Book Review: The Rule of Four

The Rule of Four is a puzzle novel, in the same vein of the Da Vinci Code or the National Treasure movies.  The book is set in the final semester of Princeton senior' Tom Sullivan.  The plot of the book centers around a real text from the late 15th century called the Hypnerotomachia PoliphiliTom's father spent his academic career studying the book and looking for a deeper message.  In fact, he spent so much time in the book that he alienated himself from his family, until his death several years before.  Paul Harris is Tom's roomate, who has spent the past four years studying the Hypernotomachia, and has discovered a series of clues and riddles hidden within the text.

The book's strengths are the intriguing puzzle hidden within an age old text and the plausible answers based on Rennaisance-era knowledge that reveals a number of clues the author attempted to hide from contemporaries.  There is also the intrigue of murder and theft all caused by the book.  The scenes that display life at Princeton are also very interesting.  Unfortunately it devolves in to a treasure hunt at the tail end, and the tired relationship between Tom and Katie (a paralell of Tom's mother and father) and his struggle to extricate himself from the Hypernotomachia's pull is a bit of a snoozer.  The ending of the book is quite eventful and leaves open the possibility of a sequel, although the mystery is mostly solved, thus creating less interesting story lines for the future.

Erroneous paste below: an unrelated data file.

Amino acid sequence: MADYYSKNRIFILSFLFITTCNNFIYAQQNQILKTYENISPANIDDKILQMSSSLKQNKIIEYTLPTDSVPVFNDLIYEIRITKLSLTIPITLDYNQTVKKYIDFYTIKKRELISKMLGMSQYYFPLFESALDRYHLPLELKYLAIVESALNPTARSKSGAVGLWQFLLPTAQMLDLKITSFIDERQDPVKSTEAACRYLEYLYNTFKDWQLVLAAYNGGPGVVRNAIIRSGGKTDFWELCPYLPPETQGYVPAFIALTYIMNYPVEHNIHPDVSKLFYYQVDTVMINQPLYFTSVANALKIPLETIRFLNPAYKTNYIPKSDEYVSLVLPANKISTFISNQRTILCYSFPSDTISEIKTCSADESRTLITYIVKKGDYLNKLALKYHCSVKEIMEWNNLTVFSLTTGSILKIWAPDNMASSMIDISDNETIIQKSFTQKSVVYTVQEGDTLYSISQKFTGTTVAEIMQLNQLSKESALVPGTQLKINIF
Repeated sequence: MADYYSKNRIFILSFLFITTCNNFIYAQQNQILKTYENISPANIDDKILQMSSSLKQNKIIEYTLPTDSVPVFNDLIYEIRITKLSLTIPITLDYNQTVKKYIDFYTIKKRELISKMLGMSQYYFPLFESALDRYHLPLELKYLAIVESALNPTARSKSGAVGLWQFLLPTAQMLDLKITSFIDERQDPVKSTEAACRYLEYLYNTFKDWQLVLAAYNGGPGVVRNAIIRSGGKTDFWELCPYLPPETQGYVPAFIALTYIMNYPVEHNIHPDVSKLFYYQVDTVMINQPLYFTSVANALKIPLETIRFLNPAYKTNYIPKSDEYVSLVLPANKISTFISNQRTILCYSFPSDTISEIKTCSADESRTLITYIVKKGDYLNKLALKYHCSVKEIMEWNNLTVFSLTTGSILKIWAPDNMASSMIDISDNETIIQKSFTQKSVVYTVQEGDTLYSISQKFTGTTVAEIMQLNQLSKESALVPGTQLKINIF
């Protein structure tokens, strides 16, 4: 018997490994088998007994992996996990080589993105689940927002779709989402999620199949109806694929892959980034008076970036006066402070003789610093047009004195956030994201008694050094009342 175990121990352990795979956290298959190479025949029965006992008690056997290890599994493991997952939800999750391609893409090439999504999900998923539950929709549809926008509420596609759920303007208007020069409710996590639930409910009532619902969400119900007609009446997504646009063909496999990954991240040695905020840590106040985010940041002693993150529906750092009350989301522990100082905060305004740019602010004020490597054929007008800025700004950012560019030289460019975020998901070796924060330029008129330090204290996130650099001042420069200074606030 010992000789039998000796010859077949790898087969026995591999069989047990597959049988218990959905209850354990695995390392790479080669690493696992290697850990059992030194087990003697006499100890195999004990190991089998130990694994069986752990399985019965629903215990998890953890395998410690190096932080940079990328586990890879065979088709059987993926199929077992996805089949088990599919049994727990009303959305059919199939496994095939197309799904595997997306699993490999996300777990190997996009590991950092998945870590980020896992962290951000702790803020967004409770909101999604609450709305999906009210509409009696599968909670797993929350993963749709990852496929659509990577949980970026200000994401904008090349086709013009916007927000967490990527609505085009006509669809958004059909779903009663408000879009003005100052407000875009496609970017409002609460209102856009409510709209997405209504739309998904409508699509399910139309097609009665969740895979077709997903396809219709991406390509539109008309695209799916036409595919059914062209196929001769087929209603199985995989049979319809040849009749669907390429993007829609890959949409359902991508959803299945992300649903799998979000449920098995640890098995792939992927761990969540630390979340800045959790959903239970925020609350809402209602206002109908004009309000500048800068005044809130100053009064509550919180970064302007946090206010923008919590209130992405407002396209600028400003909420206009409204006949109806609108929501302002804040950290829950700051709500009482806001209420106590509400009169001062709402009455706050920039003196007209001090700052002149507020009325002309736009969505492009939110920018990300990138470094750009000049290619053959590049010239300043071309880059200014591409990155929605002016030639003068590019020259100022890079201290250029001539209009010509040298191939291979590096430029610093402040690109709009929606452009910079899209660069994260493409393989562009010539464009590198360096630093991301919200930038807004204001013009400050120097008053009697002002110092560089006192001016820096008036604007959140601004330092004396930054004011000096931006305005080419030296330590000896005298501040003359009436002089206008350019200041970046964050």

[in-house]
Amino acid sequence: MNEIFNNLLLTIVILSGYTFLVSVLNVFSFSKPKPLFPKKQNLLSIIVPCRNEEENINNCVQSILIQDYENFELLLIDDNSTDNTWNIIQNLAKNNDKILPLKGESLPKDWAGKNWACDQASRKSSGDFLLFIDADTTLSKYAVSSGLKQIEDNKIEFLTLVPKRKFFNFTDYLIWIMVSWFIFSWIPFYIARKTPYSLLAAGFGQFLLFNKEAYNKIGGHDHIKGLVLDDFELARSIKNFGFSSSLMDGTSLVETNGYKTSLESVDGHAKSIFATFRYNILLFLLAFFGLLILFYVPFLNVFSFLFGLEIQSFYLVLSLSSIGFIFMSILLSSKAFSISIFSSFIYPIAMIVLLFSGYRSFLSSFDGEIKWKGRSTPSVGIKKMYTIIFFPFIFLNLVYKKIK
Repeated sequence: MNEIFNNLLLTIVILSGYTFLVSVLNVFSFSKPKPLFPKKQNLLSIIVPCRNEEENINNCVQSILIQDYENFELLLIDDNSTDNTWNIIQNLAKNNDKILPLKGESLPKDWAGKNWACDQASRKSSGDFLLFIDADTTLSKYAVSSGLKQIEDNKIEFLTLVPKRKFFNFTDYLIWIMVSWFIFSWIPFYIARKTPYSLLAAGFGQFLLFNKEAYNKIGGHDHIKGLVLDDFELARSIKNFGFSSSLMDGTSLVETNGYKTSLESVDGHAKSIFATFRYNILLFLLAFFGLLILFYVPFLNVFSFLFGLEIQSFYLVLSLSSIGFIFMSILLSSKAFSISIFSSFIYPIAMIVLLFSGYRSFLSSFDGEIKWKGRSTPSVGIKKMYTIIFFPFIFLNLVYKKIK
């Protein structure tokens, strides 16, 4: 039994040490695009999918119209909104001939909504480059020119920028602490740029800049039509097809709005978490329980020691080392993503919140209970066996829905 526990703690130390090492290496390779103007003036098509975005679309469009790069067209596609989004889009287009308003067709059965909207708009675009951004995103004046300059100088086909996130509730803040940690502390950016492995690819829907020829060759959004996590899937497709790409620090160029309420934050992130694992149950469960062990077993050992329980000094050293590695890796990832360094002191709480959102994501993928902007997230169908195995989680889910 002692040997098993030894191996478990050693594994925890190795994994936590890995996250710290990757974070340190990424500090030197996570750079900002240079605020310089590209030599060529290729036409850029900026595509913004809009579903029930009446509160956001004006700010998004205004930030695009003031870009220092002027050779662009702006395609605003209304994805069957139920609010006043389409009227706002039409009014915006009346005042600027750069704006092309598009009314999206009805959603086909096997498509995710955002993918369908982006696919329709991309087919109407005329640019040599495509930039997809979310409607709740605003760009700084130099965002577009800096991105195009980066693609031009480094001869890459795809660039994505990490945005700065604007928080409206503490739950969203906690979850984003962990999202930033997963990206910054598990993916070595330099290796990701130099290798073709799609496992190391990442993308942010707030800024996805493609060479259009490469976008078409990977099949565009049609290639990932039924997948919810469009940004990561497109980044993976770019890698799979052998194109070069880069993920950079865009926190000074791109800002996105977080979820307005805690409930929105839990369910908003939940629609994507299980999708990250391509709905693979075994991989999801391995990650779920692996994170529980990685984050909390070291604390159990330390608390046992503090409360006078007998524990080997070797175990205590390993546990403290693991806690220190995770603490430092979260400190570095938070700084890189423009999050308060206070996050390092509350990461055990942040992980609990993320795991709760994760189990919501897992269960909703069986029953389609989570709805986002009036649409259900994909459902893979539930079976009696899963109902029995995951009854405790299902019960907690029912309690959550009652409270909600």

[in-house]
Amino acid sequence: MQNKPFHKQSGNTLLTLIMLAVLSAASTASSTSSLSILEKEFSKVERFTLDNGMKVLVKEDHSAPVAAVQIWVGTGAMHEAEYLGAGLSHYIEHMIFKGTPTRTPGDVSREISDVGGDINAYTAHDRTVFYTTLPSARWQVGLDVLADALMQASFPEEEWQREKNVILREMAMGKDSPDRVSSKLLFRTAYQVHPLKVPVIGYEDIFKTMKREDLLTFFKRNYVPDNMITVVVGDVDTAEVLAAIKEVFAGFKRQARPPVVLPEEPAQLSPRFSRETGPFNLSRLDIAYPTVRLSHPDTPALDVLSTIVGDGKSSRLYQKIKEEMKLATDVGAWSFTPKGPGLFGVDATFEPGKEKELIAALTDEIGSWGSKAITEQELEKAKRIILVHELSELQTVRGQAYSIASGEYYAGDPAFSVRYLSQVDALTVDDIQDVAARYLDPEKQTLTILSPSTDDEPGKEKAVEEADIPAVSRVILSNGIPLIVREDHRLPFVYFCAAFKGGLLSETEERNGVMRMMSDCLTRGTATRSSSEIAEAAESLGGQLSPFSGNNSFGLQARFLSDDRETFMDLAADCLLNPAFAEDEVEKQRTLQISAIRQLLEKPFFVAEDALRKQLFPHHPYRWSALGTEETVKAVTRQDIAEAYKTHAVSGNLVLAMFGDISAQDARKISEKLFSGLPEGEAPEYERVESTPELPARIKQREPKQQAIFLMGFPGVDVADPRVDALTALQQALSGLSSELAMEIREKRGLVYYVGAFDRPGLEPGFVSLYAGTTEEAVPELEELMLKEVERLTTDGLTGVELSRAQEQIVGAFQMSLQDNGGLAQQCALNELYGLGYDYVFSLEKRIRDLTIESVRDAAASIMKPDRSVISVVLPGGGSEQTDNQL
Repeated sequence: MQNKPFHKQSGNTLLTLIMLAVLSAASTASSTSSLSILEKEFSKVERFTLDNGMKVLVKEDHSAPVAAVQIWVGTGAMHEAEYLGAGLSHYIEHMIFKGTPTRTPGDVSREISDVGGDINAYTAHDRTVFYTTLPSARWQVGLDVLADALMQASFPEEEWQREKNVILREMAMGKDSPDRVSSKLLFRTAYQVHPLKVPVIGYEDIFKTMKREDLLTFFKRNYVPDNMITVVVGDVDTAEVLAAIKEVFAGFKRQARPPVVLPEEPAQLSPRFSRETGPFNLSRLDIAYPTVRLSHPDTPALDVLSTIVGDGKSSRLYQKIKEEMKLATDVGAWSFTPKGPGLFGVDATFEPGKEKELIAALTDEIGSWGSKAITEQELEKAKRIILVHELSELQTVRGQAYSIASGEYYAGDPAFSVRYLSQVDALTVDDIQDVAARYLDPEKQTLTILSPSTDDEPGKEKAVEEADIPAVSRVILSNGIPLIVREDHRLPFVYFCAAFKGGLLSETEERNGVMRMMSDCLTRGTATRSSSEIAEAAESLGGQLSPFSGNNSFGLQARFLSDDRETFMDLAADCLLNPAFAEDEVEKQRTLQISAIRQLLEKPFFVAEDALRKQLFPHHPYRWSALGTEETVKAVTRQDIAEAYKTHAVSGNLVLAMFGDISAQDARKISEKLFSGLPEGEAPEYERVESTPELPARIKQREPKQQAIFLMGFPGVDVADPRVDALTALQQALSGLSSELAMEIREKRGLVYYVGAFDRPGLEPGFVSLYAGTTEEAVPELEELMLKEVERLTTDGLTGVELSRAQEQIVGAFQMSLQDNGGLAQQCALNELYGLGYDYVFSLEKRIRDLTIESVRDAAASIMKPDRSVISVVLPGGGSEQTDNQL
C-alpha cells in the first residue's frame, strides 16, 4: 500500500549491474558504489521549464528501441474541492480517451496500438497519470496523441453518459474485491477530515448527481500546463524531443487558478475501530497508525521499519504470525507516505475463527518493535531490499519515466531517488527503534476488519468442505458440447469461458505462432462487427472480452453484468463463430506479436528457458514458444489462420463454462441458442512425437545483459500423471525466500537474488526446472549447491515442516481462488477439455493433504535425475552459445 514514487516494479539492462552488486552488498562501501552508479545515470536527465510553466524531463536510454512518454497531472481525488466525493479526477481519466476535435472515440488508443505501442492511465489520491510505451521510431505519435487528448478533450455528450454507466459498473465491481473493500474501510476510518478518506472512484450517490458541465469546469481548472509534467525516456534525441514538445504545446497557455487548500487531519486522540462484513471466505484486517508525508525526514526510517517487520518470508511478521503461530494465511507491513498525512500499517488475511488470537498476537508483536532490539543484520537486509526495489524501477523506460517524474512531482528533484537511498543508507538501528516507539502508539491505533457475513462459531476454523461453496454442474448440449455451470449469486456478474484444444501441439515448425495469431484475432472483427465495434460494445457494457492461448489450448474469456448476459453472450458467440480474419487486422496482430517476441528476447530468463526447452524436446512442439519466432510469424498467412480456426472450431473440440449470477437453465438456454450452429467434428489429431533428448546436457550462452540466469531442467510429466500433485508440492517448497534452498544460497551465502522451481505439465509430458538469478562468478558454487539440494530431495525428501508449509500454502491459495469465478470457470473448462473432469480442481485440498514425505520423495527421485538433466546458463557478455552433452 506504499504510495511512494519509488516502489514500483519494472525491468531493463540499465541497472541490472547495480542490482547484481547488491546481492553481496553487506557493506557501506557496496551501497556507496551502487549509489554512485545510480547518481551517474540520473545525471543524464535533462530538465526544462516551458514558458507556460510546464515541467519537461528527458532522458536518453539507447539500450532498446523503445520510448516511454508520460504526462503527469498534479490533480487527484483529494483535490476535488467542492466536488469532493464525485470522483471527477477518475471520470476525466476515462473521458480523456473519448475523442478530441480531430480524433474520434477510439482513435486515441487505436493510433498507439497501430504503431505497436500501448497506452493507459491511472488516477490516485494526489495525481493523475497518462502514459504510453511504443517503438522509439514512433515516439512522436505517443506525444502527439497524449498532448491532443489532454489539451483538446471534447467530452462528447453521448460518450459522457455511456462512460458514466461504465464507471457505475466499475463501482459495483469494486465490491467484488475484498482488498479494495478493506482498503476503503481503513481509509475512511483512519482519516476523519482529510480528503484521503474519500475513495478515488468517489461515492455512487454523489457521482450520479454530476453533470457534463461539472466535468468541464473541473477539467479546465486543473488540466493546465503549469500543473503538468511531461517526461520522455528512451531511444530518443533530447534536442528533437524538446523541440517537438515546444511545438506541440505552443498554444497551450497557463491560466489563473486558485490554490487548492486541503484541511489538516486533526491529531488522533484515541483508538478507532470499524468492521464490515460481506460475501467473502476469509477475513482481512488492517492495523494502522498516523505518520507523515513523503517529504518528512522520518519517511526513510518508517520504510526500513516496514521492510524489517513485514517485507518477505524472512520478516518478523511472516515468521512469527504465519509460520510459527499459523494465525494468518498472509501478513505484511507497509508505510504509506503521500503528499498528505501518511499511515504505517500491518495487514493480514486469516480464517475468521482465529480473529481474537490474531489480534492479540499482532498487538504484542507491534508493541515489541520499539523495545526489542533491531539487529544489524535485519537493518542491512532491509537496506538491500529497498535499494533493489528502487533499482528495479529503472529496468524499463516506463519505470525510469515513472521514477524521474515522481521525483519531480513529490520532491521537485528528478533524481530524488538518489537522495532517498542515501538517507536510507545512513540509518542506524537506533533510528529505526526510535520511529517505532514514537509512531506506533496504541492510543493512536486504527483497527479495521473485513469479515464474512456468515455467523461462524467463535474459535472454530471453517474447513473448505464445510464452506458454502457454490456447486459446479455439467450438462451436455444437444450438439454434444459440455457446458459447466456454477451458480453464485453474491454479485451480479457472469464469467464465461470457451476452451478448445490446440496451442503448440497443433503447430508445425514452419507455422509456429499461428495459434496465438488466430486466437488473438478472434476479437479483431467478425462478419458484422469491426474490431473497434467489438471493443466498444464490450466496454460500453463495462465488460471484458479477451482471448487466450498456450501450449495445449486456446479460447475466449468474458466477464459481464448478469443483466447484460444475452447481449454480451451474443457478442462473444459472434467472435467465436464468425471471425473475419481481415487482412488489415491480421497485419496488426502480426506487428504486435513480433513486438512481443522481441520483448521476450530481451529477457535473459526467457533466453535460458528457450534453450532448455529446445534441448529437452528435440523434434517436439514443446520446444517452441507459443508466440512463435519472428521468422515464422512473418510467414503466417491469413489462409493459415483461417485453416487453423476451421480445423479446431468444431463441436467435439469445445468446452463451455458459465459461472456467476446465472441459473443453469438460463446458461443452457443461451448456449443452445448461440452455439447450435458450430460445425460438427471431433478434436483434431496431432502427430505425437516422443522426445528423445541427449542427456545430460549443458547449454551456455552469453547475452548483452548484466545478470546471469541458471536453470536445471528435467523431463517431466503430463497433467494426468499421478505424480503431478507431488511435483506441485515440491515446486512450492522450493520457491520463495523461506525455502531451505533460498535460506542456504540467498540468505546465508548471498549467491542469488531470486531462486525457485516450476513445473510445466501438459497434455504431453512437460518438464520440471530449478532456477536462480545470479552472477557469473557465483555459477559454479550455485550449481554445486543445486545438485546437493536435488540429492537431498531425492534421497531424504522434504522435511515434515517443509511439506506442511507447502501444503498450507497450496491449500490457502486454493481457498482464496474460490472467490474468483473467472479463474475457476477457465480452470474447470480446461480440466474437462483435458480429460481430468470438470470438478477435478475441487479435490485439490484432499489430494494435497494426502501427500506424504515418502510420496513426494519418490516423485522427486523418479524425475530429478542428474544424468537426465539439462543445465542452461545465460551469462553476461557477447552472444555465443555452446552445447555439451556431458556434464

My overall verdict is a solid B.  This was definitely a page turner and the excellent portrayal if Princeton as well as the main puzzle were very redeeming.

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